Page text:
The White House announced on Tuesday it would award the Medal of Honour to an Army officer who distinguished himself during the Civil War Battle of Gettysburg more than 151 years ago.
Army artillery officer 1st Lt. Alonzo H. Cushing continued to issue orders despite being wounded numerous times in the bloody battle, and will receive the posthumous award on Sep. 15. According to the Washington Post, relatives of Cushing and others have spent decades lobbying on the soldier’s behalf.
From the White House statement:
First Lieutenant Alonzo H. Cushing will receive the Medal of Honour posthumously for his actions while serving as commanding officer of Battery A, 4th United States Artillery, Artillery Brigade, 2nd Corps, Army of the Potomac. Cushing distinguished himself during combat operations against an armed enemy in the vicinity of Cemetery Ridge, Gettysburg, Pennsylvania, on July 3, 1863.
A graduate of West Point, Cushing was just 22-years-old when he was killed in the battle. On the battle’s third day, Cushing’s unit faced the Confederate “Pickett’s Charge” and his artillery battery took heavy losses.
The Army has more:
Cushing manned the only remaining, and serviceable, field piece in his battery. During the advance, he was wounded in the stomach as well as in the right shoulder. Refusing to evacuate to the rear despite his severe wounds, he directed the operation of his lone field piece continuing to fire in the face of the enemy. With the rebels within 100 yards of his position, Cushing was shot and killed during this heroic stand. His actions made it possible for the Union Army to successfully repulse the Confederate assault. Cushing is buried with full honours at his alma mater, West Point.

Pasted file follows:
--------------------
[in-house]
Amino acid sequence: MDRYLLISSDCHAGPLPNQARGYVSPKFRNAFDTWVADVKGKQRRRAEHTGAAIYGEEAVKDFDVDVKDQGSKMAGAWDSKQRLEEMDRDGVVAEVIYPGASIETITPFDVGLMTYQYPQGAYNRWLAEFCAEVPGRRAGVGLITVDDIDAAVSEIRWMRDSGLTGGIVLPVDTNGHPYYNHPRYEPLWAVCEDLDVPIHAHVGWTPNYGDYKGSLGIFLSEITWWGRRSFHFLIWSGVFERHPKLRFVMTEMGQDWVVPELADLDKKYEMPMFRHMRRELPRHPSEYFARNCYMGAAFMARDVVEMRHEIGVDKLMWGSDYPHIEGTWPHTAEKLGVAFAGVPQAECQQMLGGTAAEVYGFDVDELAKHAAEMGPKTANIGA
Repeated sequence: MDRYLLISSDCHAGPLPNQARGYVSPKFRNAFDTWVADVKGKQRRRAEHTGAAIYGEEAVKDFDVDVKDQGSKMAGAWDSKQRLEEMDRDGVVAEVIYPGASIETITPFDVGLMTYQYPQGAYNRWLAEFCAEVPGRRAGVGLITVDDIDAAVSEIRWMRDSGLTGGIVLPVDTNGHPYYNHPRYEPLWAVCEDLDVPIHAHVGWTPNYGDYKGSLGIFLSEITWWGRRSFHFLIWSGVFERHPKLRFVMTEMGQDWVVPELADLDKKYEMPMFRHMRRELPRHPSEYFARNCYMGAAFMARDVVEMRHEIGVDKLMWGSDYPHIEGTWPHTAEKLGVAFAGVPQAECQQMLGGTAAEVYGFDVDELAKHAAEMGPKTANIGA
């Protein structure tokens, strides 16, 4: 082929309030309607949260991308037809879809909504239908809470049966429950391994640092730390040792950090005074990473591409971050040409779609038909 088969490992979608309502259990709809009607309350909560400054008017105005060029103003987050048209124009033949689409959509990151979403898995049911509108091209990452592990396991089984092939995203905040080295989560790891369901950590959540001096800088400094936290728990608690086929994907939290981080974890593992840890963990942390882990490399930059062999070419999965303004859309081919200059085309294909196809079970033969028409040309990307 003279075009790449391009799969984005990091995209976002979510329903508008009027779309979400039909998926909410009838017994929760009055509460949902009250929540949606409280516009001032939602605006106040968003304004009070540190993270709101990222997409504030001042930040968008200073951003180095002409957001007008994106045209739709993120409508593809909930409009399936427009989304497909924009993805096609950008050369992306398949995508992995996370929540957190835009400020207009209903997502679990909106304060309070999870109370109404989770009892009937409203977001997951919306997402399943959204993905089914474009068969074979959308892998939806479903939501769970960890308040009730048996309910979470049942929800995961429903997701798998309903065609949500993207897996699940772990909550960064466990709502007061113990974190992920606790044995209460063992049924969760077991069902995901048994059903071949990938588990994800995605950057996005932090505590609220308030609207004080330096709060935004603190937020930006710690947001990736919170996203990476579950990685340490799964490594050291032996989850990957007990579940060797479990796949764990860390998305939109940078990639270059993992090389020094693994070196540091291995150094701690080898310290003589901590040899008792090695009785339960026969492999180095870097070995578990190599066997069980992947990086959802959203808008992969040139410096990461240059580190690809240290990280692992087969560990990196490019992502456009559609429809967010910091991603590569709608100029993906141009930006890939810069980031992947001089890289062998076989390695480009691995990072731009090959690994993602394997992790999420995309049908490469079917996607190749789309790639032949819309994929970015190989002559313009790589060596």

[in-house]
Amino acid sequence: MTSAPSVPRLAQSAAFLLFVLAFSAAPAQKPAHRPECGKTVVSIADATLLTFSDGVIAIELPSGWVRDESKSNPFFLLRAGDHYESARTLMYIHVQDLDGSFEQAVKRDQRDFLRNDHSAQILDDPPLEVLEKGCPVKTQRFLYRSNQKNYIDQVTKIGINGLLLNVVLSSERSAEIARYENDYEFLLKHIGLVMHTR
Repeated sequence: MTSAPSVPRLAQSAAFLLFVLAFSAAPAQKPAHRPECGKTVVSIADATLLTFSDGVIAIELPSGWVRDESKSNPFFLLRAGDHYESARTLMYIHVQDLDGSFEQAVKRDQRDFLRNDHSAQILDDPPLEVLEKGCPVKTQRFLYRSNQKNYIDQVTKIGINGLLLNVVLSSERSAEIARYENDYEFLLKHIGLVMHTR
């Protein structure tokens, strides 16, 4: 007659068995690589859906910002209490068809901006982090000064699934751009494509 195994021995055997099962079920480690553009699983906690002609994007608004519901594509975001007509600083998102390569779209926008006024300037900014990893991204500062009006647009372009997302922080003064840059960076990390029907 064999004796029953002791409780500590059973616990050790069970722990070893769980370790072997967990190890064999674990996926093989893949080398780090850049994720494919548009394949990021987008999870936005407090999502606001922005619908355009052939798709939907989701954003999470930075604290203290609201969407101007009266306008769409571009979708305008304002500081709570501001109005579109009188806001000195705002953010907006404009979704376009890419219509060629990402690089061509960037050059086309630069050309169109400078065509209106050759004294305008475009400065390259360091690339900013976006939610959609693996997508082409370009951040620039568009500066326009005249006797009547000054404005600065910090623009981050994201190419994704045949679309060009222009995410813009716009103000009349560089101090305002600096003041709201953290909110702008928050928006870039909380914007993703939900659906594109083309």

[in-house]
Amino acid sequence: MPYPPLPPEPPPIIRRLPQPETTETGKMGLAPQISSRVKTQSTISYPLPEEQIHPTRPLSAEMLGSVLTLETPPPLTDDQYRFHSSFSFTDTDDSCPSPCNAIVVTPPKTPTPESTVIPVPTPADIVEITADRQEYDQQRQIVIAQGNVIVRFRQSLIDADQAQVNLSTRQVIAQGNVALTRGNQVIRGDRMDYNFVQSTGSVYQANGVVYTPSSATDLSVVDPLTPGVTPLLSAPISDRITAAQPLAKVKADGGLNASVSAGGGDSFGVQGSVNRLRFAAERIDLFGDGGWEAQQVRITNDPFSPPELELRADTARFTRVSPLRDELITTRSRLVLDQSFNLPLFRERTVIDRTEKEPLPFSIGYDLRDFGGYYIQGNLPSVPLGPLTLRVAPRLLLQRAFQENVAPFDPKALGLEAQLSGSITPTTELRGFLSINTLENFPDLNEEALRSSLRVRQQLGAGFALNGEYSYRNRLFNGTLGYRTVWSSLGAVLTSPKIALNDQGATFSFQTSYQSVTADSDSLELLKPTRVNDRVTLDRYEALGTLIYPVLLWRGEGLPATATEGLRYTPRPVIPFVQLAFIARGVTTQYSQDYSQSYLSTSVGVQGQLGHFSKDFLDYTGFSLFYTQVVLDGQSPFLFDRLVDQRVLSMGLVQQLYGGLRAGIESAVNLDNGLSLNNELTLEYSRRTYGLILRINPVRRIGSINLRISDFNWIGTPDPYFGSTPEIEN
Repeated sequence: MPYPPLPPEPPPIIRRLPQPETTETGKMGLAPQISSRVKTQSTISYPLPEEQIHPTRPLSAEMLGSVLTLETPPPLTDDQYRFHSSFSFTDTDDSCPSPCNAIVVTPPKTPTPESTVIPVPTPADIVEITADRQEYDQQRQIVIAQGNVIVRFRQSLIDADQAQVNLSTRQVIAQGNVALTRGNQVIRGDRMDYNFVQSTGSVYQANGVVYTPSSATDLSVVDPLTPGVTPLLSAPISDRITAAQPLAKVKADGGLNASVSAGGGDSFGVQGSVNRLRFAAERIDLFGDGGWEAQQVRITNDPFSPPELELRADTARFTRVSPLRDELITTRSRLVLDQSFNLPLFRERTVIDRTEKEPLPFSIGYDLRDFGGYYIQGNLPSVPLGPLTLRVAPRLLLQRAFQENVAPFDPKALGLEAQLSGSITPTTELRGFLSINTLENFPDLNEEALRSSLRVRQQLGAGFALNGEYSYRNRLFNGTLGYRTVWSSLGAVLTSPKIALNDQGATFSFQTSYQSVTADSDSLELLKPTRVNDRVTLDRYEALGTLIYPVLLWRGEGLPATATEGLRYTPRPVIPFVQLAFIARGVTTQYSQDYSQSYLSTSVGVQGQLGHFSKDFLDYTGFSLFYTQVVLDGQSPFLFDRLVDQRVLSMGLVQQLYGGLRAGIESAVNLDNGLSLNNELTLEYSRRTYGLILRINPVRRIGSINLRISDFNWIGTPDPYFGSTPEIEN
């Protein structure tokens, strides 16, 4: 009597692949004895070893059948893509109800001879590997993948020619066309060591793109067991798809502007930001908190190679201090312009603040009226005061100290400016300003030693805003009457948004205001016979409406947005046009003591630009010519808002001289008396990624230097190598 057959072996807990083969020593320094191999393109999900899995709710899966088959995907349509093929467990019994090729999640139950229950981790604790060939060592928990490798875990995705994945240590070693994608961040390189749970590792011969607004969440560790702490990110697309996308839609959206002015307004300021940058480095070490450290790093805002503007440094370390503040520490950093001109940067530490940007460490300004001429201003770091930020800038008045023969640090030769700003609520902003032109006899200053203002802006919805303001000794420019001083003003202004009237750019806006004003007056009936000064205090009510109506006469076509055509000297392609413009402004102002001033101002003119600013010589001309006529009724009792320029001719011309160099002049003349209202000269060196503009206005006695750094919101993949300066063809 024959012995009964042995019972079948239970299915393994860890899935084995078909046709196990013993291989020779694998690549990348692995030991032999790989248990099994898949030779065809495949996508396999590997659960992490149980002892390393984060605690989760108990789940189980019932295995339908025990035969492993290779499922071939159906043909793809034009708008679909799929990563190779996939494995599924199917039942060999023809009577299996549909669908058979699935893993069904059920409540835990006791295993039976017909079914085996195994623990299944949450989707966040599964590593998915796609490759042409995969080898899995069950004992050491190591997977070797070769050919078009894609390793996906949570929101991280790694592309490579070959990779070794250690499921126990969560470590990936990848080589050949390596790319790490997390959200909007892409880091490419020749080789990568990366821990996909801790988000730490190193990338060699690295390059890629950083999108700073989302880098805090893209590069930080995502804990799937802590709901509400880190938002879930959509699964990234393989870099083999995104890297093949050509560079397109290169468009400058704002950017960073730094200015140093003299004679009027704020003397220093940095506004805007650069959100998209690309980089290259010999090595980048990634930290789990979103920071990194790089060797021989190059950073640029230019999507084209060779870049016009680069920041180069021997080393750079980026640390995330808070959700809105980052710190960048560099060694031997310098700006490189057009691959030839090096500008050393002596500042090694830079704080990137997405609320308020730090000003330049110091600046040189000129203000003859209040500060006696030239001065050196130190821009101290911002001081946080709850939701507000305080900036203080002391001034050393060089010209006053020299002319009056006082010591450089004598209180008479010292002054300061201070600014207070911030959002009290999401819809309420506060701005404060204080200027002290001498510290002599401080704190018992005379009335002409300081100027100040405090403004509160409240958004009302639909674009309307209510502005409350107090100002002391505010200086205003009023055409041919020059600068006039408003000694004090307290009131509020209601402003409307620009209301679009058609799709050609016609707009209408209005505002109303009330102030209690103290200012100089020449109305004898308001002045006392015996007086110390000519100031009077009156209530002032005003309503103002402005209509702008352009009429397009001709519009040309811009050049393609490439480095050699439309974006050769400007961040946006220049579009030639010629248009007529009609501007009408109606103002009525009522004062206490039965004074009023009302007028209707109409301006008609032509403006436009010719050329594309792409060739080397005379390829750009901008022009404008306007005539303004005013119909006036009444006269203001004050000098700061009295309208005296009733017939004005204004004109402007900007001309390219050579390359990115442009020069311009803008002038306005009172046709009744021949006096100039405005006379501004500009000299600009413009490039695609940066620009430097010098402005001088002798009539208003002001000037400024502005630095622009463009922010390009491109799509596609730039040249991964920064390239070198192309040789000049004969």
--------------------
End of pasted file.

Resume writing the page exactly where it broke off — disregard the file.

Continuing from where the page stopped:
Once he receives the award, Cushing will be the 64th soldier to receive the nation’s highest award for the Battle of Gettysburg. (Important sidenote: Aside from a “certificate of merit,” the Medal of Honour, created in 1861, was the only valor award for soldiers at that time).
On the same day as Cushing’s award, President Obama will also be awarding the Medal of Honour to two other soldiers, Command Sgt. Maj. Bennie G. Adkins and Specialist Four Donald P. Sloat, for separate acts of heroism during the Vietnam War.
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